Three weeks from today, I’ll run the biggest race of my life. I’ve run Charlotte’s Thunder Road Half Marathon three times since 2009, but on Saturday, Nov. 16, I’ll run it blindfolded.
Late Wednesday night, I went out for training run number 16 with my pinch runner – my husband, John. The temperature dipped below 50 degrees for the first time this autumn. I left my black tights at home to make myself more visible to passing cars, and though I didn’t see the goosebumps on my legs, I felt them. I called out manholes and irregularities in the road to my inexperienced pinch runner – not the other way around – but I stayed on my feet and didn’t suffer any sprained ankles throughout 2.18 slow miles.
As much as I love my husband and appreciate his willingness to take me out for a run at 10:15 on a weeknight, I can’t wait to get back on the road with my friend, Andrew Swistak, a seasoned runner born to lead the blind(folded). I feel safe when Andrew’s on the other end of the bungee cord, even though I had a crash landing on one of our training runs back in July. With my friend’s coaching in my first race of 2013, I conquered a nasty hill at mile eight, found energy I didn’t know I had at mile nine and set a new personal record (PR) for 10 miles. With Andrew’s help, I believe I can run not only a safe race, but a FAST race for Taylor at Thunder Road in three weeks.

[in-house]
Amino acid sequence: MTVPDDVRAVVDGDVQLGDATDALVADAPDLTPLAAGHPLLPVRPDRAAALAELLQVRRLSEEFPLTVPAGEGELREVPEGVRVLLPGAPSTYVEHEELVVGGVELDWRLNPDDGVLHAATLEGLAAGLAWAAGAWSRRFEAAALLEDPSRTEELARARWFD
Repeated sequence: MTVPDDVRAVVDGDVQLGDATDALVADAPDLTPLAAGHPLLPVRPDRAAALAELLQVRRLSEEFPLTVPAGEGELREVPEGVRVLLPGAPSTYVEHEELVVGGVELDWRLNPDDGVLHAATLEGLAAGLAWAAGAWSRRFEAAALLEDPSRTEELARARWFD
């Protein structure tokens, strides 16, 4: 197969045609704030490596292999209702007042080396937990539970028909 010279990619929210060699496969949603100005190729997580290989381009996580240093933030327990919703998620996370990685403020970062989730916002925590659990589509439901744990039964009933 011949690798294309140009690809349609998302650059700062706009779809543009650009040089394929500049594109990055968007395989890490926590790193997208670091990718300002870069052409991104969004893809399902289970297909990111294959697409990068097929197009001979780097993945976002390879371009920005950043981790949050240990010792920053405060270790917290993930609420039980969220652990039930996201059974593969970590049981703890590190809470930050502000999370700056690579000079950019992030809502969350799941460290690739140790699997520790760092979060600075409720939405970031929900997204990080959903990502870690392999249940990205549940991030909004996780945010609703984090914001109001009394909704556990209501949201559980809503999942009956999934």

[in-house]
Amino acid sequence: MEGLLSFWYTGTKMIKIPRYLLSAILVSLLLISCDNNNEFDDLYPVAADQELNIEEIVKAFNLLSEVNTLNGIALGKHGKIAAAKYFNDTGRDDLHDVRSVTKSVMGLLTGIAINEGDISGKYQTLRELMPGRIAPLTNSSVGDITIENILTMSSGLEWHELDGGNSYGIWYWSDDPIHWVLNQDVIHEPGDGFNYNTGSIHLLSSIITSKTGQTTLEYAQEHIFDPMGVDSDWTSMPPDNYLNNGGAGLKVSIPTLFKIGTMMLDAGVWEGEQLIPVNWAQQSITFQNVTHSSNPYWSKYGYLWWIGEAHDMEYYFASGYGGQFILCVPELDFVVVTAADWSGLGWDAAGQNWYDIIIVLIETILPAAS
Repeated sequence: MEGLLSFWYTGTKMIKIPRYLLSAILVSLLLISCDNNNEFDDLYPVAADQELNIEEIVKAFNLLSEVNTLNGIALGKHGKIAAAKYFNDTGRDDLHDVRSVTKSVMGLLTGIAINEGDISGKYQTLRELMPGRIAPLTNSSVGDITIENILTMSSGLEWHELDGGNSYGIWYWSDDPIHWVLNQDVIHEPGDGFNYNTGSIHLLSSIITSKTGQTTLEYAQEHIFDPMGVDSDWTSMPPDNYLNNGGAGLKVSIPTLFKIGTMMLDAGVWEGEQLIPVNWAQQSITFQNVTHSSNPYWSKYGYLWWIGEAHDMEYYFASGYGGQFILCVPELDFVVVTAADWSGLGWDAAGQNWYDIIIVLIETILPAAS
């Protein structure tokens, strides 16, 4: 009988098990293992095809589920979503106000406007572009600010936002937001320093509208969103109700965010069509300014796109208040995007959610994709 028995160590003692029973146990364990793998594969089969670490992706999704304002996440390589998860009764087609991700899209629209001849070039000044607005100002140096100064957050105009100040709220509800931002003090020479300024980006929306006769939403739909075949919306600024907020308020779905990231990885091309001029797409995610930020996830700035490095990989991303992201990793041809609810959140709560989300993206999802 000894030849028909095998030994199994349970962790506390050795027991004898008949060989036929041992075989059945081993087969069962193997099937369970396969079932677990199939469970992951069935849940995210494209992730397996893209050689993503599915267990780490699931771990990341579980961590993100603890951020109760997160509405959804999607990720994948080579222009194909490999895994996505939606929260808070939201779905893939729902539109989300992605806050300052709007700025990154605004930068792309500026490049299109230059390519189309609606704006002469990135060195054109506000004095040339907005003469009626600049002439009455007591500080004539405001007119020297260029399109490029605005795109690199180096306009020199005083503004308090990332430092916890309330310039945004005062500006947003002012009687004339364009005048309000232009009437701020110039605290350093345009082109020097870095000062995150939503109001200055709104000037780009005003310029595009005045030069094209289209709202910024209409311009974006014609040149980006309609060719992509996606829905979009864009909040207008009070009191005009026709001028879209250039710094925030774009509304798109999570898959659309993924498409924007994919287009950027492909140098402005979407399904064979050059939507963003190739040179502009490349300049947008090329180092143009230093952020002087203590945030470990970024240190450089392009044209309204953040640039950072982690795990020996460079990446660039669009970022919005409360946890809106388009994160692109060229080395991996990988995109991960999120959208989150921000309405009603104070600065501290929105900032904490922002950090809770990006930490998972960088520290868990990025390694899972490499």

But this isn’t about me, and it’s never been about me. So more than a fast time or an injury-free race, I’m hoping for this: that my 15-year-old sister, who’s had a rough few months in her fight against infantile Batten disease, will be well enough to come to the finish line. I want her to be the first person I see when I take off my blindfold. I want her to be there so I can give her a sweaty hug and tell her how much I love her, even though she can’t say “I love you” back.
Because the battle Taylor fights every day is a thousand times tougher than running a race in the dark.
I’ve spent hours blindfolded, but I’ve never been blind. I’ve vowed not to remove my blindfold at any point during Thunder Road, but if I wanted to see the endless sky above my head and the pavement beneath my feet and the bare November branches and the crowds lining the streets, I could do so.
I’ve never been blind, but I think that perhaps losing sight of the real purpose is the worst kind of blindness.
Taylor, and the several thousand others living with Batten disease, and the millions of people worldwide facing a rare disease without a single approved treatment or cure, are the real heroes.
The moment I forget that – the moment I make the story about myself – I’ve lost my way, and even Andrew won’t be able to lead me back.
I will run the Thunder Road Half Marathon blindfolded to support gene therapy co-funded by Taylor’s Tale at the University of North Carolina Gene Therapy Center. Donations to this cause are 100 percent tax-deductible. To support my run and our fight to develop treatments for Batten disease and other genetic diseases, click here.
Join the Taylor’s Tale team and help us turn Thunder Road purple for Taylor! Click here to register for the marathon, half marathon or 5K. On the second page of registration, under “Event Groups/Teams,” select “Taylor’s Tale” from the list under “Choose an Existing Group.” Wear purple and run for us to help raise awareness on race day. If you’d rather cheer, stay tuned for details about the official Taylor’s Tale cheer station on the course!